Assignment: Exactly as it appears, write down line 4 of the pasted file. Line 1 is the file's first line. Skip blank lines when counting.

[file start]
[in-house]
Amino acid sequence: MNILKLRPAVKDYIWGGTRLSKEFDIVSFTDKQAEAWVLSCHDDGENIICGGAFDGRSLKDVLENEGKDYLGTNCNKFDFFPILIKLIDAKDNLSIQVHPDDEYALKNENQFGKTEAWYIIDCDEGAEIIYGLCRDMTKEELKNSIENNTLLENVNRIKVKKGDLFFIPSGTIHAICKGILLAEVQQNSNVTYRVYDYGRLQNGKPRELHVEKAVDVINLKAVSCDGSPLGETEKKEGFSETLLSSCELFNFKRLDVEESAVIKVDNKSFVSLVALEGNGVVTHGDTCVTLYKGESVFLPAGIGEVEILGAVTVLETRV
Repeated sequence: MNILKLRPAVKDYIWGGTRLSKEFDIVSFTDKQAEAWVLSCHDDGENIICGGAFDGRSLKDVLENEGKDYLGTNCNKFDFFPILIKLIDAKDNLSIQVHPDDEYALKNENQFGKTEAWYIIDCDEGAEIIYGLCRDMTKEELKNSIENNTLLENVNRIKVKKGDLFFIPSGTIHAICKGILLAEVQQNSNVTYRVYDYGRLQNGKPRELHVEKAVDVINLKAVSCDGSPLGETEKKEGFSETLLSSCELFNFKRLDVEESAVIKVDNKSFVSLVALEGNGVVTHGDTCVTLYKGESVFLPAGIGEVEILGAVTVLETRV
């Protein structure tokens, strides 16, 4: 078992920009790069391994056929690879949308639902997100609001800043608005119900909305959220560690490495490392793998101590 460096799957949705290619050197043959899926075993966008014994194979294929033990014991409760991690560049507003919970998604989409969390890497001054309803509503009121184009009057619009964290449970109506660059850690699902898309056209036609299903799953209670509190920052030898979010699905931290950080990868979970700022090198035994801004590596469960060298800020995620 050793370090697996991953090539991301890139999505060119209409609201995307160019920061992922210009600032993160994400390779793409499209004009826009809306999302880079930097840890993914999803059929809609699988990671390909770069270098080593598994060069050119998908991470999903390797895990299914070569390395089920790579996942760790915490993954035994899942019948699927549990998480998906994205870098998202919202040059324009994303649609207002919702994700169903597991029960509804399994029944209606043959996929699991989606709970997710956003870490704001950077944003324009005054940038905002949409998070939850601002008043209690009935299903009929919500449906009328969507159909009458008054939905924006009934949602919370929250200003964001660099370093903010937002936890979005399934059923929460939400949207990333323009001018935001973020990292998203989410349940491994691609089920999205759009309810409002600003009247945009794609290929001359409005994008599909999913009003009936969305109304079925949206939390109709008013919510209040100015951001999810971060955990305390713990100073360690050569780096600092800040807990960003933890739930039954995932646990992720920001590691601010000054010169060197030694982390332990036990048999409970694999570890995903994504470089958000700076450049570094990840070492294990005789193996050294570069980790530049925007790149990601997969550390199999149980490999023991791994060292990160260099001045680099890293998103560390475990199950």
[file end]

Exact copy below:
């Protein structure tokens, strides 16, 4: 078992920009790069391994056929690879949308639902997100609001800043608005119900909305959220560690490495490392793998101590 460096799957949705290619050197043959899926075993966008014994194979294929033990014991409760991690560049507003919970998604989409969390890497001054309803509503009121184009009057619009964290449970109506660059850690699902898309056209036609299903799953209670509190920052030898979010699905931290950080990868979970700022090198035994801004590596469960060298800020995620 050793370090697996991953090539991301890139999505060119209409609201995307160019920061992922210009600032993160994400390779793409499209004009826009809306999302880079930097840890993914999803059929809609699988990671390909770069270098080593598994060069050119998908991470999903390797895990299914070569390395089920790579996942760790915490993954035994899942019948699927549990998480998906994205870098998202919202040059324009994303649609207002919702994700169903597991029960509804399994029944209606043959996929699991989606709970997710956003870490704001950077944003324009005054940038905002949409998070939850601002008043209690009935299903009929919500449906009328969507159909009458008054939905924006009934949602919370929250200003964001660099370093903010937002936890979005399934059923929460939400949207990333323009001018935001973020990292998203989410349940491994691609089920999205759009309810409002600003009247945009794609290929001359409005994008599909999913009003009936969305109304079925949206939390109709008013919510209040100015951001999810971060955990305390713990100073360690050569780096600092800040807990960003933890739930039954995932646990992720920001590691601010000054010169060197030694982390332990036990048999409970694999570890995903994504470089958000700076450049570094990840070492294990005789193996050294570069980790530049925007790149990601997969550390199999149980490999023991791994060292990160260099001045680099890293998103560390475990199950």